Workers’ compensation is one of the more peculiar and most misunderstood areas of law. It is not surprising that many Ohio business owners make the mistake of not staying up to date on legal changes. Recent changes to Ohio state law regarding workers’ compensation are important for any business owner to understand. Read on to learn about the top seven facts that are typically unknown about workers’ compensation law, including the new changes.
Workers’ Comp Policies are Necessary
Some employers don’t realize that they are required to have an active workers’ compensation policy to insure employees who are injured in a workplace accident. When an employee is injured, workers’ compensation provides compensation to replace wages lost during recovery, medical treatment and testing sought as a result of the accident. Workers' comp rules may seem extensive and difficult to understand. Having a workers' compensation attorney who is familiar with the laws and rules to insure injured employees receive what they deserve while still protecting your business.
How to Apply for Coverage
Applying for workers’ compensation coverage may seem daunting, but the Application for Ohio Workers’ Compensation Coverage U-3 is designed to streamline the process. You can fill out the form online or mail it with a $120 deposit.
Benefits Provided by Workers’ Compensation Coverage
Workers’ compensation coverage protects employers and employees. When an employee files a valid work injury claim, the workers’ compensation policy provides wage replacement, permanent impairment, medical bills, and even settlements, taking the direct financial costs off the employer. For this reason, workers’ compensation is not only a legal necessity but provides peace of mind for employers and employees alike.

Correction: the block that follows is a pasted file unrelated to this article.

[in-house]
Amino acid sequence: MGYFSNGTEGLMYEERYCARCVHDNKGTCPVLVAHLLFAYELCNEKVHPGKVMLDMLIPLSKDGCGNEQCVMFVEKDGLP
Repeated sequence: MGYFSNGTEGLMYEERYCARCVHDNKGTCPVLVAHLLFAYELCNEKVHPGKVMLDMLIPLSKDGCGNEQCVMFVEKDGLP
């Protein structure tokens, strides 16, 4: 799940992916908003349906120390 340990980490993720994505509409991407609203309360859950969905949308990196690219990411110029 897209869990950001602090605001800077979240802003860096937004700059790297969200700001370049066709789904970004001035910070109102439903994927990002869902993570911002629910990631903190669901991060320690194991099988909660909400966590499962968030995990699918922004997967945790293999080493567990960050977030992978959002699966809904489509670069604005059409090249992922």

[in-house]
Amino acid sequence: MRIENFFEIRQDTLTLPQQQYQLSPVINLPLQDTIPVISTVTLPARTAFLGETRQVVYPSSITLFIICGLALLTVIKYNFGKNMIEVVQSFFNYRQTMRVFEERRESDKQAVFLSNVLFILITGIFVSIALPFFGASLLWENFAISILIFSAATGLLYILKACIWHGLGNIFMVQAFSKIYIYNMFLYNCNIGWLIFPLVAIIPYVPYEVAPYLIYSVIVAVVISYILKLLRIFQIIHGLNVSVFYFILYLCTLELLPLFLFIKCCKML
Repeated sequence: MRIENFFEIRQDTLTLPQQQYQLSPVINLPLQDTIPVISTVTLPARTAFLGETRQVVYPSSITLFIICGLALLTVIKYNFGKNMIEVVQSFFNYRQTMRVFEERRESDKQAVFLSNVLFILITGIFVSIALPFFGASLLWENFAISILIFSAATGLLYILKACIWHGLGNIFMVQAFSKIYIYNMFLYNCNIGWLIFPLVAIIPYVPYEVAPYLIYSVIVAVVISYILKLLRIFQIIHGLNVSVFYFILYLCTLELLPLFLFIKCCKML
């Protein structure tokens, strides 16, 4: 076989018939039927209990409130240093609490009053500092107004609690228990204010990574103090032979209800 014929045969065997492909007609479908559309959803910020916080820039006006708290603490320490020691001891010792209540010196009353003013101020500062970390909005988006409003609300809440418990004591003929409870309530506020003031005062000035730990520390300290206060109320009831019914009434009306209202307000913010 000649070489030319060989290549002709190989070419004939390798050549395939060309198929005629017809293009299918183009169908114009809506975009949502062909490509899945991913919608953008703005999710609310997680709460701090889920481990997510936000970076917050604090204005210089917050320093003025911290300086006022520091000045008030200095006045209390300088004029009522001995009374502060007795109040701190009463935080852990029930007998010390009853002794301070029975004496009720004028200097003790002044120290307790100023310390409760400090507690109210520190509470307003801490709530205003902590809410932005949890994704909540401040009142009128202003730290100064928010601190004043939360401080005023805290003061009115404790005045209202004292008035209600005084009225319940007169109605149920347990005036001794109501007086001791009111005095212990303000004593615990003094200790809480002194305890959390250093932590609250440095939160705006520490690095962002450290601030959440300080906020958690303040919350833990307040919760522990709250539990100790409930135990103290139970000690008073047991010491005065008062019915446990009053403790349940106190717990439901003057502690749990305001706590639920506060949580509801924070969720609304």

Some employers don’t realize that even short-term employees must be covered by workers’ compensation policies. Any accident that occurs on the job and meets the other standards of workers’ compensation qualifications must be covered, regardless of the employee’s probationary status or duration of employment with the company.
Coverage Must Come from the State Insurance Fund
Unless an employer has been granted self-insured status, businesses are not permitted to meet their workers’ compensation requirements through private insurance companies in Ohio. All Ohio employers must obtain there workers’ compensation policies from BWC's State Insurance Fund.
Workers' Compensation Rate Cuts
As a result of many factors, including an increased focus on employee safety, BWC announced a cut to certain workers’ compensation policy rates by an average of 6.1 percent. It is estimated that the cuts will save the state employers $11.8 million over the next year.
Refiling and Withdrawal
Until 2006, Ohio employees were allowed to withdraw their workers’ compensation cases and refile at a future date. However, recent changes make it necessary for employees to request permission from their workplace before re-filing a workers’ compensation claim.
Ohio Courts interpret and re-interpret the laws and rules that impact claims all the time. How employers structure their workers comp programs and practices are often impacted by these decisions. It's important to work with a legal team that knows and understands about these changes and how they apply to your business. Contact us at Dawson & Associates, LLC today at 740-368-0200 or fill out the convenient online contact form for more information.